4. Openness: This goes along with respect. As a leader, you may not always be able to tell your staff everything, but be as open as you can about what’s going on in the company, projected problems and possible changes that will impact everyday life for the employee. Secrecy shuts people down, but feeling like management is being open and authentic makes employees feel involved and engaged.

5. Opportunities: Make sure there are opportunities for growth. Few people are comfortable doing the same thing over and over forever. Some are – hold on to them, and check in with them regularly to make sure they still have everything they need. For the others, talk to them about the future – their future with the company. Make sure they know you want them there in the future. Keep in mind that not all opportunities have to be advancement to management. Consider cross-training, introducing new technologies, offering courses in employees’ areas of interest. What they learn can benefit the company as well as them.

6. Flexibility: If these last two years have taught us anything, it has been the need for flexibility. Most companies learned that they could move ahead and even thrive by being flexible. Don’t forget that lesson when it comes to making adjustments that benefit your employees. If someone is more effective at different times, if family concerns make certain schedules impossible for star performers, if a different approach to the job produces the same results, make a change. It’s not always possible, but we’ve learned that a lot more is possible than we ever thought before. If you feel like saying “no” to an ask, explore why. “Because it’s always been done this way” is not a good enough reason to disengage or lose an excellent employee.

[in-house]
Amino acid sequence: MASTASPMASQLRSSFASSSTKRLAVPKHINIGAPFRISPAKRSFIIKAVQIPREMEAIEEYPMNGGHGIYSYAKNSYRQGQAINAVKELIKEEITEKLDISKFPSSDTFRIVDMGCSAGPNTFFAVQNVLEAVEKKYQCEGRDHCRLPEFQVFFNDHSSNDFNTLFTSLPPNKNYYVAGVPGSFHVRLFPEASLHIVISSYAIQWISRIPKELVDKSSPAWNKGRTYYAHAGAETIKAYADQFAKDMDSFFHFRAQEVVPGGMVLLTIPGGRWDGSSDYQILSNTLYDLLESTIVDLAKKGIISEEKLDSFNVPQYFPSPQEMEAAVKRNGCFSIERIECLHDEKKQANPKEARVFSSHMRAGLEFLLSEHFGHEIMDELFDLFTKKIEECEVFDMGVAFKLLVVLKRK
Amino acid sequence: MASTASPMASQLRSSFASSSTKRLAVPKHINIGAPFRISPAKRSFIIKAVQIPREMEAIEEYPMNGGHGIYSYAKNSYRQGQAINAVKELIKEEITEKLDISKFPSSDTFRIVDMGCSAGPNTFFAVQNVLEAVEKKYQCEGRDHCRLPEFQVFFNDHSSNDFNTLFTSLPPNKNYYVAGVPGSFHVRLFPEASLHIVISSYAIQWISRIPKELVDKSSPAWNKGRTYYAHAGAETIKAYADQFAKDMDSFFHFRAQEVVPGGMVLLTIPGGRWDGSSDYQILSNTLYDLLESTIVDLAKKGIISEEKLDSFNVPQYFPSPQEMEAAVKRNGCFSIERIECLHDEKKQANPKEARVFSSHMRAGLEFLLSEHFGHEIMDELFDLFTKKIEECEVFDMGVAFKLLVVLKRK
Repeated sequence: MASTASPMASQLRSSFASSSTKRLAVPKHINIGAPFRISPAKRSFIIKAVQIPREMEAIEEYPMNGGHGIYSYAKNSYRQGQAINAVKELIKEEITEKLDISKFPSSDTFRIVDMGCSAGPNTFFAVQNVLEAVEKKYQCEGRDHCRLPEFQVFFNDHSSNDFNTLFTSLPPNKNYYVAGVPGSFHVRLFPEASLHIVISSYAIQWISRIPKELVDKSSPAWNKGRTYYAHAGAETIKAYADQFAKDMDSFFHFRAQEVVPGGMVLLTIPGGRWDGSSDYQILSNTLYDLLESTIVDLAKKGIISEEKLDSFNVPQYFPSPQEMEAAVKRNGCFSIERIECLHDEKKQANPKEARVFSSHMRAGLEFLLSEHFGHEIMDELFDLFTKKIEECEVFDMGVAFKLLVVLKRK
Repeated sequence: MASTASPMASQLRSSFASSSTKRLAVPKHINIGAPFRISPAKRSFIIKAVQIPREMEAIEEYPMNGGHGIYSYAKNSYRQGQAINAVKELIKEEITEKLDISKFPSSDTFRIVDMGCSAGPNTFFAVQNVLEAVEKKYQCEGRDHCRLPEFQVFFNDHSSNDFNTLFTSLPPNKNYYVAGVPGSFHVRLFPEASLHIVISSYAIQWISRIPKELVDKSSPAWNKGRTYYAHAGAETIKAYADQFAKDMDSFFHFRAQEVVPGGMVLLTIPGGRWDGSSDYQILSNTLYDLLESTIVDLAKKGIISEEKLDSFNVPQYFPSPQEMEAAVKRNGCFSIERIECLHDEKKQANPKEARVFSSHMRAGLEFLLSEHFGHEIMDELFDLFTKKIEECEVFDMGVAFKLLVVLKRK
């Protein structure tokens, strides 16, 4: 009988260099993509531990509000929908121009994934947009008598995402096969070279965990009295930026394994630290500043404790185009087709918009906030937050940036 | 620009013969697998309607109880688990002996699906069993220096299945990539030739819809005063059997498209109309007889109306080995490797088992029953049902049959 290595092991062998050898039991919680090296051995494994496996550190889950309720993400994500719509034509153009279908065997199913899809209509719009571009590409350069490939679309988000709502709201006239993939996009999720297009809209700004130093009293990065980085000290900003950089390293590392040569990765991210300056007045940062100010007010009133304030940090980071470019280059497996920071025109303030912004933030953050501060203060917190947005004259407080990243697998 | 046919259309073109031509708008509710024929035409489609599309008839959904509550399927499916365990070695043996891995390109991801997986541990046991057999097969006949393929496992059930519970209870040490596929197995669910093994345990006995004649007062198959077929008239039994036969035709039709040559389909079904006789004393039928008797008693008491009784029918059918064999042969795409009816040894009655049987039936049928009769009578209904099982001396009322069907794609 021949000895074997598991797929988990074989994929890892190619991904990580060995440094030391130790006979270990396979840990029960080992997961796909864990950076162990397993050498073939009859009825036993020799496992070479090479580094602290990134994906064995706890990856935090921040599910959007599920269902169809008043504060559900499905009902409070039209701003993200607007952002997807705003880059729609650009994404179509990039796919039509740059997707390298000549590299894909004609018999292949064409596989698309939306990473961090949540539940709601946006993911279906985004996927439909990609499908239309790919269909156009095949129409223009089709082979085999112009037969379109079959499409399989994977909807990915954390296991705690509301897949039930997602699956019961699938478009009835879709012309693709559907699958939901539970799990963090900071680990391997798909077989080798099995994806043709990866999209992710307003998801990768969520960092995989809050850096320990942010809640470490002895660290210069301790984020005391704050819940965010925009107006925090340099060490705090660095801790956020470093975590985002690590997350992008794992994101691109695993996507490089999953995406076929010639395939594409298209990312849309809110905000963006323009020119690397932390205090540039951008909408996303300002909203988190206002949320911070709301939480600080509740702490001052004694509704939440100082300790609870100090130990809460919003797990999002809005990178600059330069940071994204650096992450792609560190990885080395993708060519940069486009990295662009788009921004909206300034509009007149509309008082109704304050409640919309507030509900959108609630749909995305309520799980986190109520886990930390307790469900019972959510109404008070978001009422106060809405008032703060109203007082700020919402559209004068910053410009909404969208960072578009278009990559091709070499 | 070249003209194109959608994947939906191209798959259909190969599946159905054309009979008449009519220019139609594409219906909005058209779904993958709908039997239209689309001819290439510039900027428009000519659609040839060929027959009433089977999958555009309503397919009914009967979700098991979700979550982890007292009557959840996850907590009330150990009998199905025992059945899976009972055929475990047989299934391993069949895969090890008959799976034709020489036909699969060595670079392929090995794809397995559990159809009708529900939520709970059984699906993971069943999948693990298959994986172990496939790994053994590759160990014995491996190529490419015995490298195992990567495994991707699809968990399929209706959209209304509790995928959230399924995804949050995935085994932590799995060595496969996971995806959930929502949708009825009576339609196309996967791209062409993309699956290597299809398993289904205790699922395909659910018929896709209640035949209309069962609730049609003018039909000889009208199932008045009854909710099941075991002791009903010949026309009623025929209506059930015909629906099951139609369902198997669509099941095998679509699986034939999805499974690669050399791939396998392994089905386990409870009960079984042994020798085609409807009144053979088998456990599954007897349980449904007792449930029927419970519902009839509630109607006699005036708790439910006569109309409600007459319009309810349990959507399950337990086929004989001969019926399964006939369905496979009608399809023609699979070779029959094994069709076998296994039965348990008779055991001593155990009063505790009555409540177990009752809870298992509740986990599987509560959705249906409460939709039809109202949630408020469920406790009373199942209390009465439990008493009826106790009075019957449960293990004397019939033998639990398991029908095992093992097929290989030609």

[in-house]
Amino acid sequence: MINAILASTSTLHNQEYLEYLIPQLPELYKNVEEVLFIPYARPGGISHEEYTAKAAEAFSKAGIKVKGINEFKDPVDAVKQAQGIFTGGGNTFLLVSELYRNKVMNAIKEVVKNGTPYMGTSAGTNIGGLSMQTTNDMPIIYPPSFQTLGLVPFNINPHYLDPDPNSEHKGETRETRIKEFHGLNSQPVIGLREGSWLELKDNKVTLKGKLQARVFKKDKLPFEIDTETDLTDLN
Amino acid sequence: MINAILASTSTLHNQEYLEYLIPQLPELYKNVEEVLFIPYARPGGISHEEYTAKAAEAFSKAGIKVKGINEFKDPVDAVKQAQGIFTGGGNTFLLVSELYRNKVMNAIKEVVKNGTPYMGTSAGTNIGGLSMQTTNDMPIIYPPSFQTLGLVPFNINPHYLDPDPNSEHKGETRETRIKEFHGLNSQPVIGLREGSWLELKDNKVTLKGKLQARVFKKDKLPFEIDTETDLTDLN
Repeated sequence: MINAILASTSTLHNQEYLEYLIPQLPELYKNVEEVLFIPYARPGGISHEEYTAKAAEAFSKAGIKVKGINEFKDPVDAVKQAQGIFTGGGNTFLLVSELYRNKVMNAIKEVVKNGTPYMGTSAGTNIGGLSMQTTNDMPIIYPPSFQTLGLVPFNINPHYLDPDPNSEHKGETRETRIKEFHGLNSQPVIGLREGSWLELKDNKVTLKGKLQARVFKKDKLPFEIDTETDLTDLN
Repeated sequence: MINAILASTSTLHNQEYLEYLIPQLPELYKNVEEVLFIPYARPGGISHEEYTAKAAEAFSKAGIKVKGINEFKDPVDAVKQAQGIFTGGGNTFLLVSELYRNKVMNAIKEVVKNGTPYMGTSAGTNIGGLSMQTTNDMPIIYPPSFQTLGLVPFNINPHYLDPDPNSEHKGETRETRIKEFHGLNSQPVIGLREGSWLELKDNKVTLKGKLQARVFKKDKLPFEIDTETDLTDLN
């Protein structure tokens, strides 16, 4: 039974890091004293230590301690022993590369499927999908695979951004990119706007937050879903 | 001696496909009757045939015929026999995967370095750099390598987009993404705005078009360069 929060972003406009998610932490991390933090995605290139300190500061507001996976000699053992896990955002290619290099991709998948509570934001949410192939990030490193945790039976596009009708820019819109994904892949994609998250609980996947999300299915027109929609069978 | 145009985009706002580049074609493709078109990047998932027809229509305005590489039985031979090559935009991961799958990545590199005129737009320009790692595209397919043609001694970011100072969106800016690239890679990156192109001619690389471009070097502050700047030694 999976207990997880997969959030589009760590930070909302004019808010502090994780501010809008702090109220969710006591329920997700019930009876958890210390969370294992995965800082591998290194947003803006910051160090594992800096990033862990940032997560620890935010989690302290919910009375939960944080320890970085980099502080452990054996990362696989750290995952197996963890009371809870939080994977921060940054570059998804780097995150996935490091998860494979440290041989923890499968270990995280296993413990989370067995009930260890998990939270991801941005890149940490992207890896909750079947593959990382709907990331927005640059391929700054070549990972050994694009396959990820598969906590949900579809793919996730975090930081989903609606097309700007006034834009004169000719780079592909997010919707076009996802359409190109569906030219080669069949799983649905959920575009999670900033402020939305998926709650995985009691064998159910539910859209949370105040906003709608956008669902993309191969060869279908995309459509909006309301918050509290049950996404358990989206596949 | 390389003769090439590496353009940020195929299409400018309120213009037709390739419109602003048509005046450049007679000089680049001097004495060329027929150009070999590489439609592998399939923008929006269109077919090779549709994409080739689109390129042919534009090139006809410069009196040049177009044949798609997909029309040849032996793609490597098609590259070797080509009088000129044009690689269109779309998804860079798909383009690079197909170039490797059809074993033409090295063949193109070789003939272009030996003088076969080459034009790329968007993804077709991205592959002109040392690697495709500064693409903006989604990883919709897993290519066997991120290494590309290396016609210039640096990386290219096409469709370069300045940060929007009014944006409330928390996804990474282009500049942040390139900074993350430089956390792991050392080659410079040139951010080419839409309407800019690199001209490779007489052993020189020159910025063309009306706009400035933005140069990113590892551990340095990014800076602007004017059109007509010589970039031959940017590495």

7. Innovation: One step beyond flexibility is innovation. Explore with employees the different ways of approaching goals, processes and operations. An engaged employee is not a cog in a lifeless machine. This is a person you selected because of experience, intelligence, personality or an undefinable special something. You’ve trained them, and they are succeeding. Now, let them train you. No matter how much you think you know about a job, someone who does it every day knows more. This is what you want! Listen to them, act on ideas, and reward successes.

I know, there is no “add to cart” button or free express shipping on employee engagement! It’s a little more complicated, but it is a gift that is worth giving. It’s so good, you might want some for yourself!

Jennifer Lucas

Jennifer originally joined The Omnia Group in 2005 as an analyst. After a brief stint away to work in project management and to start a family, her fascination with behavioral assessments pulled her back. She returned in 2011 as a member of the in-house analyst/project team. She writes and edits Custom Profiles, Targets, special projects, and articles. She enjoys being able to provide guidance to build effective, productive teams and help find strong matches for both clients and candidates.